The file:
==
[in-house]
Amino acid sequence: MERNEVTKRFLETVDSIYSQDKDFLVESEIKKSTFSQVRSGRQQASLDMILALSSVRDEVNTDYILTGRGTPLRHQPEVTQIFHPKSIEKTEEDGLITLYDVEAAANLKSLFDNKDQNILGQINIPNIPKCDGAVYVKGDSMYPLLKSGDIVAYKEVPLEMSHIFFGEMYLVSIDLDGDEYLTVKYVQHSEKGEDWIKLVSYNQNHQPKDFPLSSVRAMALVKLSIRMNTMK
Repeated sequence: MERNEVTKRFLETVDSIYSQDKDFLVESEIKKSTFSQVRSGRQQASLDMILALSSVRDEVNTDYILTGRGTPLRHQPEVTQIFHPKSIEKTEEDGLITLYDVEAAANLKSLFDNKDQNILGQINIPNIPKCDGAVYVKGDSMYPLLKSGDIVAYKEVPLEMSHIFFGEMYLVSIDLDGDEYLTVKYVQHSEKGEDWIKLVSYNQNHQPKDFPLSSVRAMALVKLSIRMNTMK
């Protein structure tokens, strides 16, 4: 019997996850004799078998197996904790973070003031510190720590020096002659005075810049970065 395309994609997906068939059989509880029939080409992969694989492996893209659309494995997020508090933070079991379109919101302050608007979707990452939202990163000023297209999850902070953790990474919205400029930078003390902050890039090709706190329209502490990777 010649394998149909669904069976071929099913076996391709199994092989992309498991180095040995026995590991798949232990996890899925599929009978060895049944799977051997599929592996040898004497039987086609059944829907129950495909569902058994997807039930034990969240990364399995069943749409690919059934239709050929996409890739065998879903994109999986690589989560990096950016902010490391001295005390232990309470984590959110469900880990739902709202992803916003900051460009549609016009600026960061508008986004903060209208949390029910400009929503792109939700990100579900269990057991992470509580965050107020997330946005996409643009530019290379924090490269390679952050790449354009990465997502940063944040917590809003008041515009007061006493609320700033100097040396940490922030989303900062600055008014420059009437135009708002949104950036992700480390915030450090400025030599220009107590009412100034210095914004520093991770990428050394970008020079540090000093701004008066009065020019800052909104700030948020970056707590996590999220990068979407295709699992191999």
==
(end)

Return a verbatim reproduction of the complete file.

[in-house]
Amino acid sequence: MERNEVTKRFLETVDSIYSQDKDFLVESEIKKSTFSQVRSGRQQASLDMILALSSVRDEVNTDYILTGRGTPLRHQPEVTQIFHPKSIEKTEEDGLITLYDVEAAANLKSLFDNKDQNILGQINIPNIPKCDGAVYVKGDSMYPLLKSGDIVAYKEVPLEMSHIFFGEMYLVSIDLDGDEYLTVKYVQHSEKGEDWIKLVSYNQNHQPKDFPLSSVRAMALVKLSIRMNTMK
Repeated sequence: MERNEVTKRFLETVDSIYSQDKDFLVESEIKKSTFSQVRSGRQQASLDMILALSSVRDEVNTDYILTGRGTPLRHQPEVTQIFHPKSIEKTEEDGLITLYDVEAAANLKSLFDNKDQNILGQINIPNIPKCDGAVYVKGDSMYPLLKSGDIVAYKEVPLEMSHIFFGEMYLVSIDLDGDEYLTVKYVQHSEKGEDWIKLVSYNQNHQPKDFPLSSVRAMALVKLSIRMNTMK
């Protein structure tokens, strides 16, 4: 019997996850004799078998197996904790973070003031510190720590020096002659005075810049970065 395309994609997906068939059989509880029939080409992969694989492996893209659309494995997020508090933070079991379109919101302050608007979707990452939202990163000023297209999850902070953790990474919205400029930078003390902050890039090709706190329209502490990777 010649394998149909669904069976071929099913076996391709199994092989992309498991180095040995026995590991798949232990996890899925599929009978060895049944799977051997599929592996040898004497039987086609059944829907129950495909569902058994997807039930034990969240990364399995069943749409690919059934239709050929996409890739065998879903994109999986690589989560990096950016902010490391001295005390232990309470984590959110469900880990739902709202992803916003900051460009549609016009600026960061508008986004903060209208949390029910400009929503792109939700990100579900269990057991992470509580965050107020997330946005996409643009530019290379924090490269390679952050790449354009990465997502940063944040917590809003008041515009007061006493609320700033100097040396940490922030989303900062600055008014420059009437135009708002949104950036992700480390915030450090400025030599220009107590009412100034210095914004520093991770990428050394970008020079540090000093701004008066009065020019800052909104700030948020970056707590996590999220990068979407295709699992191999």